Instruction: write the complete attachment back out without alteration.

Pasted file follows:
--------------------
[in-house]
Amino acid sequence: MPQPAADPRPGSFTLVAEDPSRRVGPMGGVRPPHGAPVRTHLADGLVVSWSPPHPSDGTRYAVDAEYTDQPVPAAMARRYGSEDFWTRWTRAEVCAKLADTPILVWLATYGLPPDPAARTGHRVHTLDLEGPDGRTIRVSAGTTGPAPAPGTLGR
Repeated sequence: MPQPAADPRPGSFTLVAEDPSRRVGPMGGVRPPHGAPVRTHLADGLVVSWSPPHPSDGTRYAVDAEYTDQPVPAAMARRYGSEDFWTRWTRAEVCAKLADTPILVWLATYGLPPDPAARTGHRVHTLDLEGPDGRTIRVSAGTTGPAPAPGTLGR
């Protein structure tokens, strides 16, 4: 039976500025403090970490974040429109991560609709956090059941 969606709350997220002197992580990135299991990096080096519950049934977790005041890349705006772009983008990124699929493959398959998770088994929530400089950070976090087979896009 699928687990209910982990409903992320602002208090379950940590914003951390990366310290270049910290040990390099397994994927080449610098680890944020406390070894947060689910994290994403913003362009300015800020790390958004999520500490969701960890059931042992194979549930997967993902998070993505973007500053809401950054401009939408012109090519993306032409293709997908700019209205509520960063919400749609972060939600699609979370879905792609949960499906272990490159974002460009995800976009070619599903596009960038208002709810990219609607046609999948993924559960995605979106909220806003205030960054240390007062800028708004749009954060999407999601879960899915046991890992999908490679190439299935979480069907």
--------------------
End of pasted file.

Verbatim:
[in-house]
Amino acid sequence: MPQPAADPRPGSFTLVAEDPSRRVGPMGGVRPPHGAPVRTHLADGLVVSWSPPHPSDGTRYAVDAEYTDQPVPAAMARRYGSEDFWTRWTRAEVCAKLADTPILVWLATYGLPPDPAARTGHRVHTLDLEGPDGRTIRVSAGTTGPAPAPGTLGR
Repeated sequence: MPQPAADPRPGSFTLVAEDPSRRVGPMGGVRPPHGAPVRTHLADGLVVSWSPPHPSDGTRYAVDAEYTDQPVPAAMARRYGSEDFWTRWTRAEVCAKLADTPILVWLATYGLPPDPAARTGHRVHTLDLEGPDGRTIRVSAGTTGPAPAPGTLGR
């Protein structure tokens, strides 16, 4: 039976500025403090970490974040429109991560609709956090059941 969606709350997220002197992580990135299991990096080096519950049934977790005041890349705006772009983008990124699929493959398959998770088994929530400089950070976090087979896009 699928687990209910982990409903992320602002208090379950940590914003951390990366310290270049910290040990390099397994994927080449610098680890944020406390070894947060689910994290994403913003362009300015800020790390958004999520500490969701960890059931042992194979549930997967993902998070993505973007500053809401950054401009939408012109090519993306032409293709997908700019209205509520960063919400749609972060939600699609979370879905792609949960499906272990490159974002460009995800976009070619599903596009960038208002709810990219609607046609999948993924559960995605979106909220806003205030960054240390007062800028708004749009954060999407999601879960899915046991890992999908490679190439299935979480069907």